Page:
In Bhaya (a case very similar to this one) we reversed the district court's entry of judgment for the defendant employer and remanded the case for reinstatement of the jury verdict finding age discrimination.Summary of this case from Barber v. CSX Distribution Services
Argued August 4, 1987.
Decided November 2, 1987. Rehearing and Rehearing En Banc Denied November 30, 1987.
Alan B. Epstein (argued), Kirschner, Walters Willig, Philadelphia, Pa., for appellants.
Dona S. Kahn (argued), Harris and Kahn, Philadelphia, Pa., for appellee.
Appeal from the United States District Court for the Eastern District of Pennsylvania.
Before SEITZ, MANSMANN and GREENBERG, Circuit Judges.
OPINION OF THE COURT
This is an appeal from the district court's entry of judgment for the defendant employer under Fed.R.Civ.P. 50(b) notwithstanding the jury verdict for the plaintiffs in this action under the Age Discrimination in Employment Act, 29 U.S.C. § 621 et seq. We have jurisdiction under 28 U.S.C. § 1291 to review the final order of the district court. When deciding a motion for judgment notwithstanding the verdict, the trial judge must determine whether the evidence and justifiable inferences most favorable to the prevailing party afford any rational basis for the verdict. Berndt v. Kaiser Aluminum Chemical Sales, Inc., 789 F.2d 253 (3d Cir. 1986). Our review of the application of this standard is plenary. Id. We find that the district court erred in failing to afford the plaintiffs the benefit of all reasonable inferences to be drawn from the evidence. Consequently we will vacate the order of the district court and remand for reinstatement of the jury verdict in favor of the plaintiffs.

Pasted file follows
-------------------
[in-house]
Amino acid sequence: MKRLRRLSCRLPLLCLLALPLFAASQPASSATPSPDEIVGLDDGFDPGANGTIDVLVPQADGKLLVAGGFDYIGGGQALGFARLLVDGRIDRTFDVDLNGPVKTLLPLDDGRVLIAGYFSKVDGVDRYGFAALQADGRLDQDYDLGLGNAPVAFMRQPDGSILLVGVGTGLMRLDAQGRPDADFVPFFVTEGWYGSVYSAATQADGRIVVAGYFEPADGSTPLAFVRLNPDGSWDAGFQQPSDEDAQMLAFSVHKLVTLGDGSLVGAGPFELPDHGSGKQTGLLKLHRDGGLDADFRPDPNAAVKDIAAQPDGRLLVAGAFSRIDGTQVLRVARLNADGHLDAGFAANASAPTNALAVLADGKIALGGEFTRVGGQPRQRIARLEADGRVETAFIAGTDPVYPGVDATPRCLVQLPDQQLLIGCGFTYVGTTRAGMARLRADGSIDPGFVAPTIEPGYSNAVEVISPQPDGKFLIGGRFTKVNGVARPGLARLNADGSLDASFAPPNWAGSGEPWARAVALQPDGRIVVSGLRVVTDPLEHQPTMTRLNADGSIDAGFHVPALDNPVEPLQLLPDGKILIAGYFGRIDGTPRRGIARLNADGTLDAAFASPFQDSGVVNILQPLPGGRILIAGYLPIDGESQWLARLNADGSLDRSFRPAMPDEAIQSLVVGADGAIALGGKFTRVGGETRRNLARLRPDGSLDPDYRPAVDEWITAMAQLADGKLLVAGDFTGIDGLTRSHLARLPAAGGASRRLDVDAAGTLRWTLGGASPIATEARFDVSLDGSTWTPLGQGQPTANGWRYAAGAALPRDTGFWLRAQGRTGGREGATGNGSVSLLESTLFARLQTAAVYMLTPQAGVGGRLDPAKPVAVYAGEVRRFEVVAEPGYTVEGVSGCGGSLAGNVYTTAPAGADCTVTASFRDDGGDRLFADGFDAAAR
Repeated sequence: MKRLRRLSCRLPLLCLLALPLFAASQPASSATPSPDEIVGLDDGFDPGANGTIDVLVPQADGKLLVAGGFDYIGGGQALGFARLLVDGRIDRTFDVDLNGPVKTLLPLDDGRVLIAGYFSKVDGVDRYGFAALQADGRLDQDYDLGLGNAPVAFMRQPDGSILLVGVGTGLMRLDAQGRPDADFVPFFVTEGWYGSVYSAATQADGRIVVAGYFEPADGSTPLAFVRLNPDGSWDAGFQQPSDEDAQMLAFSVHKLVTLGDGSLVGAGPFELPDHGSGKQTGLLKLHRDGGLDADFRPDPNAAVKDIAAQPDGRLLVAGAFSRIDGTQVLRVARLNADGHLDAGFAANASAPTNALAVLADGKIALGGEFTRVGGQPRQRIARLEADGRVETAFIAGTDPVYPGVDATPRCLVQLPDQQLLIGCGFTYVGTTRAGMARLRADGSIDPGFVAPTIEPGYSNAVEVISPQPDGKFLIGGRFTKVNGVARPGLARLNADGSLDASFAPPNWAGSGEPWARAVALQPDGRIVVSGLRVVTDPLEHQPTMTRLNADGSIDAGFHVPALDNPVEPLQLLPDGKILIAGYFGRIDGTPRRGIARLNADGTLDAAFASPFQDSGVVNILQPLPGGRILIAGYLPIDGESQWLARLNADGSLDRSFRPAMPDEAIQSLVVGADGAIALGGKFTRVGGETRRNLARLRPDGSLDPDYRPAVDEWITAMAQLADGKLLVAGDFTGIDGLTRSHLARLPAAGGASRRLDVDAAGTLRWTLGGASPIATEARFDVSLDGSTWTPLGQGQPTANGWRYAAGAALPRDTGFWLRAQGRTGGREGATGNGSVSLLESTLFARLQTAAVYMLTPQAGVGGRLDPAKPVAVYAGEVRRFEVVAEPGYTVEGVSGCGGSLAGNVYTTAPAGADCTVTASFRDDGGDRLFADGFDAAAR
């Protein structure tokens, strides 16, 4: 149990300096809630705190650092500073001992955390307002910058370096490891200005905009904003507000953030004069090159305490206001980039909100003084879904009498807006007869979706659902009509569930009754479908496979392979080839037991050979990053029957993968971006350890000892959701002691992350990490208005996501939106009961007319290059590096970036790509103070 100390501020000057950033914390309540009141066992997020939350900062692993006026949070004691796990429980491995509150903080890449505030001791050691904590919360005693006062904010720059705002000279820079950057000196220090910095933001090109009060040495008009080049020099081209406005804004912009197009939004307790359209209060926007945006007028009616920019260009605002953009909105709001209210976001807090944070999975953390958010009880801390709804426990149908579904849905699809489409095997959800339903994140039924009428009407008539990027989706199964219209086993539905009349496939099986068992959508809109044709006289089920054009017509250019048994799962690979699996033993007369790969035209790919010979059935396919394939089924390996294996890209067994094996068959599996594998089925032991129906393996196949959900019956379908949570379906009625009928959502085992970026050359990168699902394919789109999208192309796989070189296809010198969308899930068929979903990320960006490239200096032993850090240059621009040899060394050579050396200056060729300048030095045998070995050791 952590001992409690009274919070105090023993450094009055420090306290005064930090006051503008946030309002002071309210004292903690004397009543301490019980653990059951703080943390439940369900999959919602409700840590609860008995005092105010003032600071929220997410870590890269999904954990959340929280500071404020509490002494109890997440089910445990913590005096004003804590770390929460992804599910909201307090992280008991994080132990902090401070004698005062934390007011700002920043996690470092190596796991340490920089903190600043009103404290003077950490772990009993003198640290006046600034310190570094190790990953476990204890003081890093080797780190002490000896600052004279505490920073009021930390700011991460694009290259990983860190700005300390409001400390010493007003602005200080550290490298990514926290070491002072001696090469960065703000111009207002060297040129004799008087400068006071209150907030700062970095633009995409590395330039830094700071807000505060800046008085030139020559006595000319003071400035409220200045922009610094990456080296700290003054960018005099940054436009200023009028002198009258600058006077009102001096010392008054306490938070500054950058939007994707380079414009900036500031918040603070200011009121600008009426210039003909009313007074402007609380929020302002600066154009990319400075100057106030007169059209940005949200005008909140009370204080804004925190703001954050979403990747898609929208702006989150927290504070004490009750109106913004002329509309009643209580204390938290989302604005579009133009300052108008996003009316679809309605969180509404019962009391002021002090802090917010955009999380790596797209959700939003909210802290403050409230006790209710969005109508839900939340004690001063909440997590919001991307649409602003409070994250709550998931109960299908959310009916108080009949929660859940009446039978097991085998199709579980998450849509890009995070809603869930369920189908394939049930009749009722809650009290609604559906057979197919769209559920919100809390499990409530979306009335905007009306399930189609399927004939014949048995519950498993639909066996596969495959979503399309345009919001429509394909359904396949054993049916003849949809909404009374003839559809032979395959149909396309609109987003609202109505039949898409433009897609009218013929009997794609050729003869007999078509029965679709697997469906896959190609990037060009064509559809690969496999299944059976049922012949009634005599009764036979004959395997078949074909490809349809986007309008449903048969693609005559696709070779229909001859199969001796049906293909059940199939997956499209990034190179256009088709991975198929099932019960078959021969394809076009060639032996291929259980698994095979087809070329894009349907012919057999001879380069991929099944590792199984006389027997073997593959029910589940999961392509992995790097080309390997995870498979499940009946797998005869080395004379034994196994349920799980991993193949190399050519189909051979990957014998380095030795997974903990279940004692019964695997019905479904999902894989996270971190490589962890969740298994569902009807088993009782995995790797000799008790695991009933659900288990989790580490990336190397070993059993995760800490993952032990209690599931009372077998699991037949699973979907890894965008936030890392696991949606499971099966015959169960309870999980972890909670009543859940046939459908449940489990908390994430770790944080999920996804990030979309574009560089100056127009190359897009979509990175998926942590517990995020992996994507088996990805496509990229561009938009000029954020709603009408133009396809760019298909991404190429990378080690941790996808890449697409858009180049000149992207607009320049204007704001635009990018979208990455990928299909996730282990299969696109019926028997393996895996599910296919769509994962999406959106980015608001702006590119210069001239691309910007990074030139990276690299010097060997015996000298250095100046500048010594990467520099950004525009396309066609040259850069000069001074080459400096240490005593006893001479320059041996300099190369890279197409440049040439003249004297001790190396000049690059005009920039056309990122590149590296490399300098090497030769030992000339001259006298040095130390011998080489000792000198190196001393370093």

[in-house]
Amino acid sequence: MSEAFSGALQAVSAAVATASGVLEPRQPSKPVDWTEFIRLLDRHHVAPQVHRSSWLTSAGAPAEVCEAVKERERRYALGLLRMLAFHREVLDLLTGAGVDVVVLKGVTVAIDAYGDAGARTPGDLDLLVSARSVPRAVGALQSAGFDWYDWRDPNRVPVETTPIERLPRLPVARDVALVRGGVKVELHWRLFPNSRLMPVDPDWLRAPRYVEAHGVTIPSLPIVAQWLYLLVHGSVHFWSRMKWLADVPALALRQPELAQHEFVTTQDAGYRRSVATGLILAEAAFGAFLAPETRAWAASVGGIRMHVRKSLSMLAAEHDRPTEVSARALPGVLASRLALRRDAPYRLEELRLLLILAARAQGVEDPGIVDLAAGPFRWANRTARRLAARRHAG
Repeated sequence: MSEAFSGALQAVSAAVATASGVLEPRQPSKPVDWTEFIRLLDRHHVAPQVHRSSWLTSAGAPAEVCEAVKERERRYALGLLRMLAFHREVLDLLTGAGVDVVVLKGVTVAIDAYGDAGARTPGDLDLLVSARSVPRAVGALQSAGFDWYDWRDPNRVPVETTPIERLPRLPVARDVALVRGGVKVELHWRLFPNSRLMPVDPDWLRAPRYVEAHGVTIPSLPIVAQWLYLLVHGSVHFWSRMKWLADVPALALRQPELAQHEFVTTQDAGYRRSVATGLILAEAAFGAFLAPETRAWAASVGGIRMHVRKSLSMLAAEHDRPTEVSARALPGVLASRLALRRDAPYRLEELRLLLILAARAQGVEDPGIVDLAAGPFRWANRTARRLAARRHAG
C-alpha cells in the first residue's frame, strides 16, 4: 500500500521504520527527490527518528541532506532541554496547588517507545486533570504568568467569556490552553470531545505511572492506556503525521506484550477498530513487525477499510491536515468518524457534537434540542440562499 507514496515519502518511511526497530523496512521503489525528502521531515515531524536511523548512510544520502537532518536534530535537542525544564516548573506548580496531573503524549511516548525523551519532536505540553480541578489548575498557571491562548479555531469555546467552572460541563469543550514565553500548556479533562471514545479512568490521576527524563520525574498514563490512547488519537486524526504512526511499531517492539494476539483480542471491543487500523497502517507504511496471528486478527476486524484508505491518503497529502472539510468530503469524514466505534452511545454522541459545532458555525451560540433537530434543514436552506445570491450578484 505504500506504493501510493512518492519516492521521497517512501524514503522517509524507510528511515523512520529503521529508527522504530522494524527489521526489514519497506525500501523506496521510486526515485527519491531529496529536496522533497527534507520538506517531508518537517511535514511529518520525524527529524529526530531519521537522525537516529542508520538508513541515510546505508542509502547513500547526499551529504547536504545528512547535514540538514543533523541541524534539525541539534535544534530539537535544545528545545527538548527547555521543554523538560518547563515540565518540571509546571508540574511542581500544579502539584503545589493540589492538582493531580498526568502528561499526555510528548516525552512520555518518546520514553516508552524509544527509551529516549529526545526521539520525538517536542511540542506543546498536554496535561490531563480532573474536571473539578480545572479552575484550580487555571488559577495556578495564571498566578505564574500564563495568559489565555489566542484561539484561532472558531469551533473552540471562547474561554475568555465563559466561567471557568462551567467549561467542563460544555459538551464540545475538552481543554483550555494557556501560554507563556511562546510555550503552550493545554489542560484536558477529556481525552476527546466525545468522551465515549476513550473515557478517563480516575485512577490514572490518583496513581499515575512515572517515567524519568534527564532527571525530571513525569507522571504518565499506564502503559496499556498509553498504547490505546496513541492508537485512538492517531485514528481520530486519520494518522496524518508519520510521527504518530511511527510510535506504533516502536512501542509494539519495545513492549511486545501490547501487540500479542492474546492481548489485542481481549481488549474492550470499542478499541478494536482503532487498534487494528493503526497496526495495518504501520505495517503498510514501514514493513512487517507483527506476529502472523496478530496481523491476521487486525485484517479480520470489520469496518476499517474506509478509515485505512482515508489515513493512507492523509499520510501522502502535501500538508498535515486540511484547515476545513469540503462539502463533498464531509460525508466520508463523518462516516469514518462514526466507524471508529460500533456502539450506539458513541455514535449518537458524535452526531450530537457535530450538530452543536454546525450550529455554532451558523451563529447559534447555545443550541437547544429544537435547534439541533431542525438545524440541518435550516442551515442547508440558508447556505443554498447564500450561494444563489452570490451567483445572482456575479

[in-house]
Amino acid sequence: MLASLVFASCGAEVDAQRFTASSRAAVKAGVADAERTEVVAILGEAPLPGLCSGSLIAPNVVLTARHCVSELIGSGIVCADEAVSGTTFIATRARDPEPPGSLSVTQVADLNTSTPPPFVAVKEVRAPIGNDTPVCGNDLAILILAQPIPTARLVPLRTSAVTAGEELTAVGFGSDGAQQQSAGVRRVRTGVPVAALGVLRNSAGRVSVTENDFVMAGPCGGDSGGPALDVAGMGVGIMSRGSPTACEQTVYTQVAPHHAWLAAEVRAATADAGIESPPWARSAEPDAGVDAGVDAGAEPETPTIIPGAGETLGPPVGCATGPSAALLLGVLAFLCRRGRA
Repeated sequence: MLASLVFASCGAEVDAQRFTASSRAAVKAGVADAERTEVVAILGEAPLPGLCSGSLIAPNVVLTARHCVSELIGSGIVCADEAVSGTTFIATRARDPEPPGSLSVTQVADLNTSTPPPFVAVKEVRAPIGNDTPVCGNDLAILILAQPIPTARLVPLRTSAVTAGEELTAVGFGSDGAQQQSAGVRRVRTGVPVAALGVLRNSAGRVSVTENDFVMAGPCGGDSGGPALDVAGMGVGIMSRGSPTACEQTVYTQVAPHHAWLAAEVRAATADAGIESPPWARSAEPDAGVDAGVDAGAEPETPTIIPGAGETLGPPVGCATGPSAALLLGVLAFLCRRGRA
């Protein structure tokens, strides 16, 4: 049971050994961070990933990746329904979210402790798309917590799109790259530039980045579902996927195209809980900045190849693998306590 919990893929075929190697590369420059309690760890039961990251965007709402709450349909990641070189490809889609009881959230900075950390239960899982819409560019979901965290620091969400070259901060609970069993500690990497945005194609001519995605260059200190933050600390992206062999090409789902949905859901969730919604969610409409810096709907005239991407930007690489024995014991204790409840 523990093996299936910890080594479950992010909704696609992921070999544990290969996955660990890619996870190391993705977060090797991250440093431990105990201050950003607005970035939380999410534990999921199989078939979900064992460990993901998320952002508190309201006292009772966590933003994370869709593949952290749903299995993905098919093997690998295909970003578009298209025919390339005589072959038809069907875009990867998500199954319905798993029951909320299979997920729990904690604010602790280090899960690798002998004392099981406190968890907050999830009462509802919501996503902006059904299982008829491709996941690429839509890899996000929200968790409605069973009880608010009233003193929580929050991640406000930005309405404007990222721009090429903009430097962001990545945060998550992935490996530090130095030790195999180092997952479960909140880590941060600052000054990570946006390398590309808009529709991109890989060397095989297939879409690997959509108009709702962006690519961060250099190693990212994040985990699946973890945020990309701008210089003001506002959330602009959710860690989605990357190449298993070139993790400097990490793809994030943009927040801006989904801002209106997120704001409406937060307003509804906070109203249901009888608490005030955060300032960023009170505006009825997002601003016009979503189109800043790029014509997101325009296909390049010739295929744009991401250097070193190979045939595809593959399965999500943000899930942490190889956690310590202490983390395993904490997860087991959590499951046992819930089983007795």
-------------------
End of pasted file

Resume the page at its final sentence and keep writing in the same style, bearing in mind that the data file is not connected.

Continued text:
The plaintiffs are five engineers who were laid off or retired on December 17, 1982 when the defendant Westinghouse Corporation eliminated the job progression of Negotiation Engineer. The plaintiffs were the only employees in that job progression and, at the time of their terminations, they ranged in age from 54 to 62 and had between 16 and 39 years of service with Westinghouse. The parties agree that economic conditions necessitated a reduction in force. They also agree that, under the collective bargaining agreement which governs their relationship, the plaintiffs were not eligible to "bump" employees in other job progressions.
Plaintiff Lal R. Bhaya was 58 years of age and had 16 years of service; Richard Carner was 54 and had 31 years of service; William J. Haessler was 55 and had 35 years of service; Henry A. Parzick was 62 and had 39 years of service, and Earle Williams was 59 with 33 years of service.
The plaintiffs filed this action claiming that, in effectuating the necessary force reduction, the defendants discriminated against the plaintiffs because of their age. The district court had subject matter jurisdiction under the Age Discrimination in Employment Act, 29 U.S.C. § 621 et seq., ("ADEA").
The plaintiffs claimed that the defendants eliminated the plaintiffs' job progression because the engineers in that category were older than engineers in two other salaried job progressions — namely "Availability Assurance Engineer" and "Applications Engineer" — which were not eliminated. The plaintiffs claimed that their duties were assumed by Availability Assurance Engineers and Applications Engineers, and that they are qualified to do the work performed by Availability Assurance Engineers and Applications Engineers. The plaintiffs asserted that the defendants could have maintained an adequate workforce by laying off engineers in all three progressions according to their seniority and transferring the duties of the other classifications to the older and more senior Negotiations Engineers. The plaintiffs' theory of recovery was that the jury could logically infer, from the defendant's failure to pursue this course of action, that age was a factor in the defendant's decision to eliminate the plaintiffs' job progression.